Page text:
NHS: Service model co-design for a health and wellness centre

NHS Mid and South Essex ICB needed to replace two outdated GP facilities in Shoebury with a new health and wellness centre. But with multiple organisations and stakeholders involved, plus numerous ideas for ways the space might work, how do you unite people behind a shared vision?

The ICB appointed us to lead a co-design process to define a service model for the space. We explored which services should be included, ways they could work and be accessed. The piece built on our previous NHS research exploring ways to improve the digital primary care journey.

We worked at stage zero of the Royal Institute of British Architects (RIBA) Plan of Work - the strategic definition of a project prior to preparation and full brief.

The findings and decisions made throughout the process have informed the business case for constructing the new centre.


Our approach centred on understanding the evolving needs of Shoebury's diverse population. We collaborated with local residents, staff and GPs to define the centre's services, their integration, room and resource needs, and ways to measure the new building's impact.

Unlike traditional projects focusing primarily on the building, this project offered a chance to innovate beyond the limitations of existing structures, aligning with the community's values and future needs. Through a series of inclusive research and co-design activities, we gathered insight from across the community, building a shared vision for the future.

We observed patient engagement and process flow in primary care settings, conducted interviews, and facilitated co-design workshops with various groups. We reached out to diverse voices, including those from local charity-run groups, ensuring a broad range of perspectives.


From the ideas shared by Shoebury residents and staff, we identified key service moments and space requirements. Here are a few examples:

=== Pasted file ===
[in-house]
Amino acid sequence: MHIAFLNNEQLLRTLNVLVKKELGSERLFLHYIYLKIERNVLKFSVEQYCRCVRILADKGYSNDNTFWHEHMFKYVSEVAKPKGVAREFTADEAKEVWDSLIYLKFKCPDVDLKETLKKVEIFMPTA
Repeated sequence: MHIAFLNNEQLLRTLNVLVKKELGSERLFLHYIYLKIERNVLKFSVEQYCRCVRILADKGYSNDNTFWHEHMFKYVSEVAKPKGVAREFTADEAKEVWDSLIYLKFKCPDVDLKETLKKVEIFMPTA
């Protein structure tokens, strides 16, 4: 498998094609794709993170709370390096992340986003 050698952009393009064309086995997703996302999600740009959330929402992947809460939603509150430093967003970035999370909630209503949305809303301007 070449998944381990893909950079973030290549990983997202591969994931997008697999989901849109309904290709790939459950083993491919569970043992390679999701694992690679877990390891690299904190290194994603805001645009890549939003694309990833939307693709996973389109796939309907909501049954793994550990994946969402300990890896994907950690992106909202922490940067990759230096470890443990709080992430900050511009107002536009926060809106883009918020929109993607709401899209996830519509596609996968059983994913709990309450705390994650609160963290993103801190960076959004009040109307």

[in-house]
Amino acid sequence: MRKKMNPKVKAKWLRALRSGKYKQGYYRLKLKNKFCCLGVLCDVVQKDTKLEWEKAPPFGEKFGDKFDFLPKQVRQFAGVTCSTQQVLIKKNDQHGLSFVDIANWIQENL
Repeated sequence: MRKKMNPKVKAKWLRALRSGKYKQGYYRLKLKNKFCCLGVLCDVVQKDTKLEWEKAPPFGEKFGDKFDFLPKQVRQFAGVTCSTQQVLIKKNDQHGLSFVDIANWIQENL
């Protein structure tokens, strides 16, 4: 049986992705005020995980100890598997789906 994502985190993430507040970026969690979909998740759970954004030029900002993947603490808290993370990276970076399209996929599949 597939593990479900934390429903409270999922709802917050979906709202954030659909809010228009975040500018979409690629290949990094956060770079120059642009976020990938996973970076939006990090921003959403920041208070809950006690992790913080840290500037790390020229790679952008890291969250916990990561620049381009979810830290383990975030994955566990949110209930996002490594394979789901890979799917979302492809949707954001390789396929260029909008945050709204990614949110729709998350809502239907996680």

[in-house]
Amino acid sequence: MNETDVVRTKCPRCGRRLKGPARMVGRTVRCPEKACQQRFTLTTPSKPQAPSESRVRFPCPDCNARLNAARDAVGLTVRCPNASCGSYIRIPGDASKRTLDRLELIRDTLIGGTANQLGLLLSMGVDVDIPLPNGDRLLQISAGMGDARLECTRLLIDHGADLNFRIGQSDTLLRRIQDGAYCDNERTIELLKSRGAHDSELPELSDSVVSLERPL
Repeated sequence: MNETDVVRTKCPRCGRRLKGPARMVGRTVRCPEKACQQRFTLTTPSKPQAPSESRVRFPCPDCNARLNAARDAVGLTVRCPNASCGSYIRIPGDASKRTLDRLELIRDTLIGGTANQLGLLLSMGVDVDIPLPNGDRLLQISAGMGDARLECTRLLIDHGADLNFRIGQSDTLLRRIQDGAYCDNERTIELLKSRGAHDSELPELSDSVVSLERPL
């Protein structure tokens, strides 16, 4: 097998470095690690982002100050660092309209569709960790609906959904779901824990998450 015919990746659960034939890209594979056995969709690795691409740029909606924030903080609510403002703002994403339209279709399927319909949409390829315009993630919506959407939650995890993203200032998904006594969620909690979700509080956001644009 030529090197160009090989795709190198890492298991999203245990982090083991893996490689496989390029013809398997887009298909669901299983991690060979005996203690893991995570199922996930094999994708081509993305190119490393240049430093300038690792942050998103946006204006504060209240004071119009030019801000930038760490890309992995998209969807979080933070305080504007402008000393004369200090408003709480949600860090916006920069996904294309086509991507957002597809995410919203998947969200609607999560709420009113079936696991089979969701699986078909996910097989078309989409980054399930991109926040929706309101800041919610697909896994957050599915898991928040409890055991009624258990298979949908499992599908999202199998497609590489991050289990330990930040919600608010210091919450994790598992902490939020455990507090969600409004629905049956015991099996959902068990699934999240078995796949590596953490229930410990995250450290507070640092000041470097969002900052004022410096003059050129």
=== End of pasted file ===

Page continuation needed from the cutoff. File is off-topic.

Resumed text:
• Flexible Space: For events, clinics, and courses, accommodating various care models and proactive wellbeing initiatives.
  • Garden Zones: Designed for outdoor waiting and appointments, enhancing patient experience and community engagement.
  • Patient Education Space: A private area for patients to access health information, away from distractions. The strong local volunteering sector's involvement was evident, emphasising the need to leverage existing community strengths.

Staying realistic

We balanced creative ideas with practical considerations, regularly consulting with the ICB Finance Director and a Service Design Group. A demand and capacity model from York Health Economics Consortium and consultancy from Ingleton Wood Architects helped us understand the new building's size and cost implications.


Our work fostered deeper connections and collaboration among stakeholders. We successfully integrated diverse needs into a coherent set of recommendations, shaping the vision for the new health centre. The evidence uncovered through the work is being used as a foundation for the business case for the full design and build phase of the work.

Sarah Mills, Transformation and Engagement Lead, Mid and South Essex Integrated Care System, said: “Choosing Mace & Menter for the co-design foundations of the Shoebury project has been transformative. The team has already changed the perceptions of the project amongst our NHS stakeholders and increased engagement. Our joint work is going to underpin our business case to take the project forward with confidence and effective evidence.”

Peter Lovett, Head of Shoebury Residents Association, told us: “This has been the most positive process we have been involved in the last twenty years. We couldn’t have asked for a better team to work with on the co-design than Mace & Menter. It’s been so nice to have the community come together. We have felt clearly listened to by the NHS, all questions have been open, and everything has been approached in a transparent fashion.”